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Expansion of Photographic Interpretation Expertise
With the increase in demand for and wider distribution of aerial photography came a corresponding need for more specialist intelligence staff in subordinate units to carry out the photographic interpretation. From late 1916 Intelligence Corps officers, trained to interpret aerial photographs, began to be attached to Divisional Intelligence sections (F M Cutlack, Official History of Australia in the War of 1914–1918, Volume VIII – The Australian Flying Corps in the Western and Eastern Theatres of War, 1914–1918 (11th edition, 1941), pp. 206 - 207.). These officers were supported by an office staff of an aeroplane photo man, three draughtsmen and two clerks (Hahn, The Intelligence Service within the Canadian Corps 1914-1918. pp.113 & 119.). By the end of 1916 photographic interpretation skills had permeated down to divisional level. Structured training was required to push the skill down further.
Photographic Interpretation Guides
The first photographic interpretation practitioners, who included Romer (First Army’s Maps and Printing Section early 1915), Lloyd (First Corps Intelligence Officer 1915) and Goldsmith (Third Army’s Compilation Section 1916), all learnt their skills on the job. Photographic interpretation was so new that no training formal or informal was available. Slowly a body of experience was built up and was translated into guides and training courses. The first guides developed in an ad-hoc fashion and were genuine attempts by the early pioneers to share their new found knowledge. As already mentioned, Lloyd probably produced the first British photographic interpretation manual that was published in November 1916. Although early in July 1916 Moore-Brabazon, dissatisfied with the use being made of the RFC photography by the BEF’s intelligence elements, produced and circulated six copies of a photographic interpretation guide called Photographs taken by the Royal Flying Corps: (Moore-Brabazon, The Brabazon Story, (London, William Heinemann Ltd, 1956), p.96. Medmenham Collection DFG 1471, J.T.C. Moore-Brabazon, Letter to Squadron Leader Mayle, School of Photography RAF, 25 November 1959.). The covering note to the guide stated:
‘These photographs taken by the R.F.C. are put together in book form, in the hope that they may be of use in furthering the closer study of aerial photographs as an aid to reconnaissance.
I am indebted to the 3rd Brigade for most of the Photographs, and to Lieut St B Goldsmith of the 3rd Field Survey Company in including his observations of points of interest in them. J.T.C. Moore-Brabazon, Major R.F.C., R.F.C. G.H.Q., 8/9/16’. (Copy owned by Mr Barry Jobling)
In early 1917 Rory Macleod, who had been the liaison officer between Fourth Brigade RFC and Fourth Army’s Counter Battery Intelligence Staff in 1916, produced a book on the interpretation of aerial photographs for Fourth Army’s Artillery School. (Chasseaud, Artillery’s Astrologers. p. 195.). By March 1917 the Intelligence Staff at GHQ had taken ownership of the photographic interpretation manuals and had issued S.S. 550 Notes on the Interpretation of Aeroplane Photographs which was distributed down to Battalion, Machine Gun Company and Trench Mortar Battery level (Finnegan, Shooting the Front. p.150.). This manual was updated in February 1918 S.S. 631 Notes on the Interpretation of Aeroplane Photographs (The National Archives, Notes on the Interpretation of Aeroplane Photographs, AIR 10/320.).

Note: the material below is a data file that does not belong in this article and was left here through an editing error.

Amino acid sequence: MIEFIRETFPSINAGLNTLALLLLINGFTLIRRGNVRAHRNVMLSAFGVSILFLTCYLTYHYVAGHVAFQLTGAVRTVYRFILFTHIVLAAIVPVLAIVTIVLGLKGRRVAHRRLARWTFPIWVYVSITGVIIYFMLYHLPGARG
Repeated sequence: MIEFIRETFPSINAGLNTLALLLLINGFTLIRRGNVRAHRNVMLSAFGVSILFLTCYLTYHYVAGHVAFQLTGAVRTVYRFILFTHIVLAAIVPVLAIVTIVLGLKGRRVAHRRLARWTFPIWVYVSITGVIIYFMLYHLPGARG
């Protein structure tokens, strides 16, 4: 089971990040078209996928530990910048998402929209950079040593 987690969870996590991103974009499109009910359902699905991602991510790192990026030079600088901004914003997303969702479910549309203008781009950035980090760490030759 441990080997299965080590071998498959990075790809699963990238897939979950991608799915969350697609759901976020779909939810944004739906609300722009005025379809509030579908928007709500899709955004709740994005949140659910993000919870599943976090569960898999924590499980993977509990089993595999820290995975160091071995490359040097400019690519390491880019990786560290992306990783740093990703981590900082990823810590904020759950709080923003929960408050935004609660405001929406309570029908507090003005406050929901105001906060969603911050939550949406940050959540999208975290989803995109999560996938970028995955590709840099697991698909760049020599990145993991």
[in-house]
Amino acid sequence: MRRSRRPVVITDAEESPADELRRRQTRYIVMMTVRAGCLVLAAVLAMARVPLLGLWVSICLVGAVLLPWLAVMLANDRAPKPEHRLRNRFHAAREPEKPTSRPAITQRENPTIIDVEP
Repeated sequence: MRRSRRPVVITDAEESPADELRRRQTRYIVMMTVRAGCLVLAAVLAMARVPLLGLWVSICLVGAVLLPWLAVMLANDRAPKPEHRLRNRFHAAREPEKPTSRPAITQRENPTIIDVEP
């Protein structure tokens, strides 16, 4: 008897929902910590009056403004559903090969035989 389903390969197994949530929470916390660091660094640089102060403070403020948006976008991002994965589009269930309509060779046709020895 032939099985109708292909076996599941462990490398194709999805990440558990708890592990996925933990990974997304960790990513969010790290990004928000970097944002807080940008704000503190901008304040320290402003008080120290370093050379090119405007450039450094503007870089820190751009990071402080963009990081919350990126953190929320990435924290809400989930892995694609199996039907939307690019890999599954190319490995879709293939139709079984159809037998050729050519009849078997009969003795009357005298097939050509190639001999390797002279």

Photographic Interpretation Training
Photographic interpretation training developed in parallel with the interpretation guides. From early 1915, the RE’s were being trained to use aerial photography to support cartography. Also during 1915, Lloyd probably provided the first photographic intelligence related training classes, although they were arguably more capability awareness lectures rather than specialist practitioner training. Not until late 1916 was photographic interpretation incorporated into the syllabus of the 10 week Intelligence Corps Officer training course run in London near Wellington Barracks (Anthony Clayton, Forearmed – A History of the Intelligence Corps, (London, Brassey’s, 1993). p. 54.). By 1918 the photographic interpretation element of the Intelligence Corps Officer training course had matured significantly and focused on the uses of aeroplane photographs within intelligence sections at Division, Corps, and Army level. Exercises on the course required students, using aerial photographs, to make maps to plot onto and record information on machine-gun emplacements, artillery batteries, trench-mortars, and airfields, in a way that replicated what the BIO’s were doing in the field (Photogrammetric Engineering & Remote Sensing Vol. 74, No. 1, January 2008, pp. 81-82). For most of 1916 therefore photographic interpretation skills continued to be learnt on the job. As Francis Law (IXth Corps artillery intelligence officer) stated:
‘At first I found interpretation of aeial photographs difficult but did better with practice.’. Law, A Man at Arms. p. 74.
From late 1916 the newly appointed Intelligence Corps officers at both Division and the BIS’s had either been trained at the Intelligence Corps training school in London or in the case of reassigned officers, had attended the newly established eight day course on aerial photography run at Army level in France. Whenever possible post training familiarisation visits were provided to intelligence officers prior to them taking up their posts:
‘Saturday 24 February 1917 - Captains Bruce G.S.O. 3 of the 36th Division and one Barker who is Intelligence Officer to No 46 Squadron have been sent to spend the day with me as the culminating treat after an 8 day course of aerial photography.’. Hughes, ‘Diary’ of T McK Hughes.
Next: Part 17 ‘Evolution of Photographic Interpretation Awareness Training’